CEP 944A
Rehabilitation Counseling Pedagogy

Fall 2005

Instructor: Michael J. Leahy, Ph.D. Office Hours: By Appointment
463 Erickson Hall Seminar: Friday, 9:10-12:00,
432-0605 220 Bessey Hall
e-mail: Leahy[email protected]

A. Course Description

This seminar is designed to provide the doctoral student in Rehabilitation Counselor Education with in-depth exposure to the pedagogical tools and issues associated with teaching and learning in pre-service rehabilitation counseling preparation programs. This course is intended to compliment and provide preparation for the student’s applied practicum experiences in teaching. Topics will include exposure and discussion regarding CORE standards, curriculum design, course design, syllabus development, on-line course design, research, and teaching methods and approaches.

In addition, critical issues currently affecting rehabilitation counselor education will be identified, analyzed, and discussed. Preparation of presentations and discussion will require a scholarly synthesis and analysis of existing knowledge to help doctoral students’ advance their comprehension, and prepare for the responsibility of their future roles as rehabilitation counselor educators and researchers.

B. General Course Objectives

Upon completion of the course, the student will be able to describe the essential elements and implications of current knowledge and trends in the following areas:

* Rehabilitation counselor education, history and current status
• CORE Accreditation Standards and the MA curriculum in RCE
* Role and expectations of the rehabilitation counselor educator
* Education, training and knowledge dissemination resources
• Curriculum design and research
• Course design and syllabus development
• Pedagogy (teaching strategies and approaches)
* Critical challenges facing rehabilitation counselor education

C. Format

The course is conducted as a seminar, where students come together weekly and are supervised in advanced study as a group. The instructor and students will share responsibility for preparing for and facilitating discussion on all topics. The proposed topics are outlined below and will be refined according to the interests and needs of the group.

D. Schedule of Seminar Sessions

September 2 Orientation to seminar and assignments

September 9 Status of rehabilitation education
RCE issues and CORE standards

September 16 No class – Big Three Conference

September 23 Curriculum design and the CORE standards

September 30 Curriculum design and the CORE standards (continuation)

October 7 Course design and syllabus development

October 14 Course design and syllabus development (continuation)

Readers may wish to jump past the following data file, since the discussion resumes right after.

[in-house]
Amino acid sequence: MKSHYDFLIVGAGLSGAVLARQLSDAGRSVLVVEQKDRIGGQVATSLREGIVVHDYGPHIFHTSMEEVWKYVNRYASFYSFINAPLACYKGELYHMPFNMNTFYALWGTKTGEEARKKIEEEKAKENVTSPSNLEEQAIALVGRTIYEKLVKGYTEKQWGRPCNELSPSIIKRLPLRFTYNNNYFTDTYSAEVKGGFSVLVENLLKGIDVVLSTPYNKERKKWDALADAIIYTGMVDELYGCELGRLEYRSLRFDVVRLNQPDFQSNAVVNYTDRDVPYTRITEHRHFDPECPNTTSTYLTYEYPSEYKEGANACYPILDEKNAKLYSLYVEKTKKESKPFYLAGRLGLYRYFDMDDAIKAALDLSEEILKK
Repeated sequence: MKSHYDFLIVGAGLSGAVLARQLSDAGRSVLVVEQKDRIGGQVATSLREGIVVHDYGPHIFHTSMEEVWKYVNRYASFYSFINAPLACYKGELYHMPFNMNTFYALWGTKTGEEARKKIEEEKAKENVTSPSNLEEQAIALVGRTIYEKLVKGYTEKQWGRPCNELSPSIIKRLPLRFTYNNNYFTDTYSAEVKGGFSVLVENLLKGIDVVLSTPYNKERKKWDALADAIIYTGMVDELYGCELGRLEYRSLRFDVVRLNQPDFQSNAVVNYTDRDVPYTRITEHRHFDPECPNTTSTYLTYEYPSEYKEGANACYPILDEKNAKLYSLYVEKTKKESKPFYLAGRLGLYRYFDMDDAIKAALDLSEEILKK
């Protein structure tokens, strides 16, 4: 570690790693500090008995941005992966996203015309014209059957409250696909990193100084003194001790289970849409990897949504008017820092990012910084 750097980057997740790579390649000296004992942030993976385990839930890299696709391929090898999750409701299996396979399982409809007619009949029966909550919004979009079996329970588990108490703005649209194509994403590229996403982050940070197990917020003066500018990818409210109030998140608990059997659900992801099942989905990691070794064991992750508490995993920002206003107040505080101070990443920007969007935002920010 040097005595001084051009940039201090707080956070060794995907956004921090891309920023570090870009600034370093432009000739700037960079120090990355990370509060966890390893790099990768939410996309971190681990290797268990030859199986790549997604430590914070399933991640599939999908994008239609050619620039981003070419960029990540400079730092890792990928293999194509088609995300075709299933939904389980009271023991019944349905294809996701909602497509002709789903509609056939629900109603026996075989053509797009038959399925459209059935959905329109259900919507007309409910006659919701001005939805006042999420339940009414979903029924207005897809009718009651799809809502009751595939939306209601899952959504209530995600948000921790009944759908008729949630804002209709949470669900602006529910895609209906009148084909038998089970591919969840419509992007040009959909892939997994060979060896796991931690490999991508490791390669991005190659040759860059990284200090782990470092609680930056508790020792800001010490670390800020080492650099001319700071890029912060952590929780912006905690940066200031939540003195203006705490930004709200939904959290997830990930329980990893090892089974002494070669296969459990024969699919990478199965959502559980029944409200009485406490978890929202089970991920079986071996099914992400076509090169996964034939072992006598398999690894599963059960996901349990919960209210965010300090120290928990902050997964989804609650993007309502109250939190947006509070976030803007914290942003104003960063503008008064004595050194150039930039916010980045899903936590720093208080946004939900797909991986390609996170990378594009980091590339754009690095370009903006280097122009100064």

October 21 Presentation of course syllabus developed by each student

October 28 Introduction to pedagogical issues in education
Dr. Nancy Crewe – Cooperative Learning Example

November 4 Practical teaching tips and approaches
Evaluation of student performance and learning

November 11 Instructional Design – student presentations

November 18 Instructional design - student presentations

November 25 No class – Thanksgiving vacation

December 2 On-line course design and development
Issues related to distance education in RCE
Dr. Tim Tansey

December 9 Diversity issues and learning environments
Dr. Chandra Donnell
Final papers due.
Course wrap up and evaluation.

December 16 Group presentation of curriculum design to core faculty and discussion (1:30-3:00, Erickson Hall).

E. Assignments/Products

There will be three presentations and papers that each student will be responsible for developing. The first of these presentations, which will occur early in the semester, will be on content that is foundational to curriculum design and course development, where students will be asked to construct a course syllabus covering specific content from the CORE standards. This will be followed later in the semester with a presentation and paper that will focus more on a particular aspect of pedagogy related to the course they have designed. The final product will be an introspective, personal reaction paper covering pedagogical issues.

Throughout the semester, other group and individual assignments may be identified in relation to specific content areas discussed.

F. Evaluation Criteria

• Course syllabus presentation and product (35%).
• Pedagogical presentation and paper (35%)
• Personal reaction paper (30%)

G. Academic Honesty Policy:

Academic honesty is expected of all students. Students are expected to work to the best of their abilities and to submit their own work. Students must give appropriate credit to ideas borrowed from other sources. University policy states that, “academic dishonesty, including plagiarism, may result in a zero grade in the course and removal from the program”. The specific policy regarding academic integrity can be found at

H. Electronic mail and ANGEL system:

Throughout the semester, course documents will be posted on the ANGEL system. Students will be able to access this information at any time from locations outside of the regular classroom. You are responsible to check Angel and your email routinely to obtain class updates, schedule changes, and assignment changes. These are your vital links to the course. In-class announcements will be made to alert students to ANGEL postings.

I. Special Accommodations:

Students requiring special accommodations over the course of the semester, including classroom accommodations, and alternative learning strategies need to contact the instructor during the first two weeks of the semester so that the necessary arrangements can be made. Students requiring accommodations are also encouraged to register with MSU’s Resource Center for Persons with Disabilities.

J. Primary Resources

Required Materials

McKeachie, W.J. (2006). McKeachie's teaching tips (12th edition). Houghton Mifflin Co: Boston.

CEP 944A Coursepack – available at Budget Printing Center, 972 Trowbridge Rd., East Lansing (351-5060).

Recommended Readings

Alston, R.J. (Ed.) (1996). Special Issue: Multiculturalism in rehabilitation education: History, pedagogy, and future trends. Rehabilitation Education, 10 (2&3), 69-224.
Alston, R.J. (1989). A model for coordinating clinical practice in rehabilitation counselor education. Rehabilitation Education, 3, 137-144.

Batorski, R.E.,& McAlpin, J. (1992). Instilling consumer-based attitudes in students of rehabilitation professions. Rehabilitation Education, 6, 257-264.

Bolton, B., & Cook, D. (1997). Special Issue: The master’s degree curriculum in rehabilitation counseling. Rehabilitation Education, 11, 155-256.

Chan, F., Leahy, M.J., Saunders, J.L., Tarvydas, V.T., Ferrin, J.M., Lee, G. (2003). Training needs of Certified rehabilitation Counselor for contemporary practice. Rehabilitation Counseling Bulletin,46(2), 82-91.